Here Are Our Most Important Lessons from a Failed Hire
As you know, making the wrong executive hire can be costly on multiple levels: company morale, resources to replace the hire, productivity, time and money. There’s hiring based on charisma, in which a candidate’s personality charms interviewers into hiring them–only to find out later that their abilities are more stylistic than substantive. Even experienced executives can overlook asking tough interview questions, leading to a bad fit for all involved.
The other extreme is hiring based only on one’s resume, which—on the surface—would appear to be a sound strategy. Hire a person based on qualifications, right? Yet, while credentials show evidence of qualification, it’s too easy to overlook other things—such as lack of leadership skills.
Finally, there’s the crony hire. We’ve all seen it: executives hiring their friends. Though most do this, some successfully, the practice of hiring familiar, like-minded people often leads to groupthink, which can cause company leadership to repeat mistakes.
According to a study by the Society for Human Resource Management, the cost of a single bad hire can range up to five times the hire’s annual salary. The majority of our recent search requests have come from clients asking us to backfill a recently departed executive, or to replace an incumbent who’s not working out. To avoid this unfavorable situation, let’s look at the measures that can be taken to reduce the number of replacement hires at the executive level, and understand the key lessons learned.
First, why does this happen? From our perspective, most of the breakdowns happen on both sides, and these are the most common reasons:
(Note: lack of competency is not one of the most common reasons cited)
- Lack of a clear shared mission/up-front goals
- Personality conflicts
- Poor communication
- Broken promises, and
- Unmet deliverables.
Hiring is a lot like dating or marriage; after a first failed marriage, statistics have shown, a second marriage has a higher possibility for divorce (based on research by the Forest Institute of Professional Psychology). So, what preventative measures can a company instill to ensure the success of their next executive hire? Here are measures we have compiled from our experience:
Empowerment: Did you strive to empower the executive?
Obviously both sides need to pull their weight, but many times we find the company did not do everything in its power to provide the executive with all the tools necessary for success.
Misaligned Values: Did too many shared personal interests influence the hiring decision?
Although it’s great to have shared personal interests and hobbies, rarely is this sufficient to sustain a long-term relationship. We’ve found that shared values and a common company mission are much more sustainable.
Clear Mission: Were the mission and deliverables defined and agreed upon?
The company needs to clearly communicate the mission of the organization, and both parties should agree upon defined and reasonable deliverables for the first 90/180/365 days. Once it’s clearly stated, care should be taken to ensure the mission is shared and understood by any candidate who becomes a hired executive of the company.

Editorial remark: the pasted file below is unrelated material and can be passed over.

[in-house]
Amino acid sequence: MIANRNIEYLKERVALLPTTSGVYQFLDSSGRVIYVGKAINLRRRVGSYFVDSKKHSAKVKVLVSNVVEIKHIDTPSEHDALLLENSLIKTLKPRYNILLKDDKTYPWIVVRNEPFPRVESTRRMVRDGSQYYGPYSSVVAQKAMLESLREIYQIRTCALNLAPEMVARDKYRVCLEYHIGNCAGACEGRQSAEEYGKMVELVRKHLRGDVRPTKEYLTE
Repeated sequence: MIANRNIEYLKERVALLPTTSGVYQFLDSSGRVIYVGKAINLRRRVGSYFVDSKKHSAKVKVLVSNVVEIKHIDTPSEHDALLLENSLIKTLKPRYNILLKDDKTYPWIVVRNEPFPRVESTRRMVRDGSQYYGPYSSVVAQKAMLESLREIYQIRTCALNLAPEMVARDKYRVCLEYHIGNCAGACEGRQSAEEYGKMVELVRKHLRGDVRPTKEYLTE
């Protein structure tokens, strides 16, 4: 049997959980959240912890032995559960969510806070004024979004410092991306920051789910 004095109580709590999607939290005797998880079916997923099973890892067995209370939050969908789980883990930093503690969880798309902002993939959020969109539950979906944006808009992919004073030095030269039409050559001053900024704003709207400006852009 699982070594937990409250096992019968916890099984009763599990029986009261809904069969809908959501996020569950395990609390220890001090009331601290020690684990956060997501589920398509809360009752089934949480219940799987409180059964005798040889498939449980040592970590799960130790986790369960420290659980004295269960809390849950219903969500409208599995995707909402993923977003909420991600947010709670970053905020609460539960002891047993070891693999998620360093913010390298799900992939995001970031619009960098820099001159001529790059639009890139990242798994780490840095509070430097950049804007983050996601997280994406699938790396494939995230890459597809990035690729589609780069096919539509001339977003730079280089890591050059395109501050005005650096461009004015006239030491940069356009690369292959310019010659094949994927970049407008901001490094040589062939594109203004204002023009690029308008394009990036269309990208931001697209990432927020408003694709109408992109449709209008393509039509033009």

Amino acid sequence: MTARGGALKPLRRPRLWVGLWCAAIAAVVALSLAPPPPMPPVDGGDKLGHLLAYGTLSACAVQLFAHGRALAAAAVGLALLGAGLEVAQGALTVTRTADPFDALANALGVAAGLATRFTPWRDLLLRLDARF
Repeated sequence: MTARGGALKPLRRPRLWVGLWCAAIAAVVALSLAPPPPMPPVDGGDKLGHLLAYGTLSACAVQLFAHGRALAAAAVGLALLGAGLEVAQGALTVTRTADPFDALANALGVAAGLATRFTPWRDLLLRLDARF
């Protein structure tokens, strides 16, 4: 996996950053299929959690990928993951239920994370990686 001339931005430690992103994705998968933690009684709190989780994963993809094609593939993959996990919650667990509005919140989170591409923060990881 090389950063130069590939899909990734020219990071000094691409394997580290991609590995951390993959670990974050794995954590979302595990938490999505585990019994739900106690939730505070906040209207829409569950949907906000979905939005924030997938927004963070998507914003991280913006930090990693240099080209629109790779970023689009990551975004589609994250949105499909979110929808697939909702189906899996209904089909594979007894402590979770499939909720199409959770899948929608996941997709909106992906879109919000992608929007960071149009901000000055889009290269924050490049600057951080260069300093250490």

Interview Process: Were there any warning signs that were ignored during the executive’s interview?
Often, the urgency to fill the position can override the process, which often results in failure to recognize red flags in a candidate. We find that feedback from interviewers can be ignored for no other reason than haste. Always take time to conduct references thoroughly—ask the tough questions. It is, in fact, better to wait for the perfect fit tomorrow than to hire mediocrity today.
Onboarding: Was there a consistent and thorough on-boarding process?
This is such a critical component to an efficient and productive start. We continue to be surprised by the number of employers that have inconsistent onboarding procedures. (How to make an employee’s first 90 days successful)
Environment and Expectations: Has morale been low, and, if so, why?
Companies want to change the world, at pace, but expectations are often not reasonable and measurable from the outset, which can lead to low morale among employees. Measuring results against expected outcomes helps ongoing alignment.
Exit Interviews: Do you know why previous executives left?
We find it surprising that many companies do not perform exit interviews upon receiving a letter of resignation. This tactic can help an organization determine blind spots, and make adjustments prior to hiring a new executive. It is important to have more than one person conduct an exit interview in order to discover any discrepancies in the outgoing executive’s rationale for leaving.
Failed executive hires do happen, and they’re part of the learning and growth process for any company. Identify the alignment of values and mission as early as possible in the interview process, be thorough in your process, and then support and empower new hires to your fullest ability. Take a mirror to your culture, onboarding process and communication to ensure you’re setting new executives up for success.